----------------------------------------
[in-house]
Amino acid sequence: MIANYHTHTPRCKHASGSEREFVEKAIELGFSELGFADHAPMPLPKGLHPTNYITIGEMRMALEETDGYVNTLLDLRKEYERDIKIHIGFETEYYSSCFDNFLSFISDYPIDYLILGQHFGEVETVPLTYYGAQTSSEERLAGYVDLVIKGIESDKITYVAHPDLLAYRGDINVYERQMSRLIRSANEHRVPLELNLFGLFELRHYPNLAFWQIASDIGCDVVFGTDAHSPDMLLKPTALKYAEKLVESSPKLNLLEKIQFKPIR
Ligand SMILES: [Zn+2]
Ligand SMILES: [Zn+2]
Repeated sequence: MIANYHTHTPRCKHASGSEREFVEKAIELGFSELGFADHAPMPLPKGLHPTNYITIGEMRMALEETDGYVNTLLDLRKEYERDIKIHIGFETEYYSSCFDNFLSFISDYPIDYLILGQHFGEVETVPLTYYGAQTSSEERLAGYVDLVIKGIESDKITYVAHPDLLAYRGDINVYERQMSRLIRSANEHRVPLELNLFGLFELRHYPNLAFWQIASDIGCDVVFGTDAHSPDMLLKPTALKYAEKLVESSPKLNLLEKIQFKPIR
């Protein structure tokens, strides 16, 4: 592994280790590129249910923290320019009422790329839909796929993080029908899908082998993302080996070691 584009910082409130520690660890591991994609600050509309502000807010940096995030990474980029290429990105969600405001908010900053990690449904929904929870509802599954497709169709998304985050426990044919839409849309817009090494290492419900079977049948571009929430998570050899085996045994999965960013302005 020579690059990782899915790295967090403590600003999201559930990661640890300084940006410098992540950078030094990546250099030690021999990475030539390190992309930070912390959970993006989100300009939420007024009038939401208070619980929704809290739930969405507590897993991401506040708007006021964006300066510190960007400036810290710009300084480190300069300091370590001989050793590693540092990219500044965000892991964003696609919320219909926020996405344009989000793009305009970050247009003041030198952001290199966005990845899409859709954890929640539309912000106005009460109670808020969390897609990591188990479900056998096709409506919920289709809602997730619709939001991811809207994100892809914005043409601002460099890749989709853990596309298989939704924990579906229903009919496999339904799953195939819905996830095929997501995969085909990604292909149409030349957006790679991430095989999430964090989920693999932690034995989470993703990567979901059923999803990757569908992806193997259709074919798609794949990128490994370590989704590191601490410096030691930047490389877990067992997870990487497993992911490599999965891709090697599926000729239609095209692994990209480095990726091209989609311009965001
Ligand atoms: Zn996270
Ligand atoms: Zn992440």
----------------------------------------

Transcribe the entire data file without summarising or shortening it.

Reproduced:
[in-house]
Amino acid sequence: MIANYHTHTPRCKHASGSEREFVEKAIELGFSELGFADHAPMPLPKGLHPTNYITIGEMRMALEETDGYVNTLLDLRKEYERDIKIHIGFETEYYSSCFDNFLSFISDYPIDYLILGQHFGEVETVPLTYYGAQTSSEERLAGYVDLVIKGIESDKITYVAHPDLLAYRGDINVYERQMSRLIRSANEHRVPLELNLFGLFELRHYPNLAFWQIASDIGCDVVFGTDAHSPDMLLKPTALKYAEKLVESSPKLNLLEKIQFKPIR
Ligand SMILES: [Zn+2]
Ligand SMILES: [Zn+2]
Repeated sequence: MIANYHTHTPRCKHASGSEREFVEKAIELGFSELGFADHAPMPLPKGLHPTNYITIGEMRMALEETDGYVNTLLDLRKEYERDIKIHIGFETEYYSSCFDNFLSFISDYPIDYLILGQHFGEVETVPLTYYGAQTSSEERLAGYVDLVIKGIESDKITYVAHPDLLAYRGDINVYERQMSRLIRSANEHRVPLELNLFGLFELRHYPNLAFWQIASDIGCDVVFGTDAHSPDMLLKPTALKYAEKLVESSPKLNLLEKIQFKPIR
């Protein structure tokens, strides 16, 4: 592994280790590129249910923290320019009422790329839909796929993080029908899908082998993302080996070691 584009910082409130520690660890591991994609600050509309502000807010940096995030990474980029290429990105969600405001908010900053990690449904929904929870509802599954497709169709998304985050426990044919839409849309817009090494290492419900079977049948571009929430998570050899085996045994999965960013302005 020579690059990782899915790295967090403590600003999201559930990661640890300084940006410098992540950078030094990546250099030690021999990475030539390190992309930070912390959970993006989100300009939420007024009038939401208070619980929704809290739930969405507590897993991401506040708007006021964006300066510190960007400036810290710009300084480190300069300091370590001989050793590693540092990219500044965000892991964003696609919320219909926020996405344009989000793009305009970050247009003041030198952001290199966005990845899409859709954890929640539309912000106005009460109670808020969390897609990591188990479900056998096709409506919920289709809602997730619709939001991811809207994100892809914005043409601002460099890749989709853990596309298989939704924990579906229903009919496999339904799953195939819905996830095929997501995969085909990604292909149409030349957006790679991430095989999430964090989920693999932690034995989470993703990567979901059923999803990757569908992806193997259709074919798609794949990128490994370590989704590191601490410096030691930047490389877990067992997870990487497993992911490599999965891709090697599926000729239609095209692994990209480095990726091209989609311009965001
Ligand atoms: Zn996270
Ligand atoms: Zn992440």